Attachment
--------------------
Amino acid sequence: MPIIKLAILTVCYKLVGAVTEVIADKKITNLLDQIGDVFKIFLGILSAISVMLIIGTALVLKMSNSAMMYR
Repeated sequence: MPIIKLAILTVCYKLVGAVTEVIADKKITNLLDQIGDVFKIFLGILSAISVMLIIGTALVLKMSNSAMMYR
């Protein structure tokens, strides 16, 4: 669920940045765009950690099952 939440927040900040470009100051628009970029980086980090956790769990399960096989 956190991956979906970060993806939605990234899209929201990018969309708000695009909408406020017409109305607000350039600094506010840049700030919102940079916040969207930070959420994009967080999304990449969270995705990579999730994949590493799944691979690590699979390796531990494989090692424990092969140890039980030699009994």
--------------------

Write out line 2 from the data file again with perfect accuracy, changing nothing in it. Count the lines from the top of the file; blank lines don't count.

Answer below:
Repeated sequence: MPIIKLAILTVCYKLVGAVTEVIADKKITNLLDQIGDVFKIFLGILSAISVMLIIGTALVLKMSNSAMMYR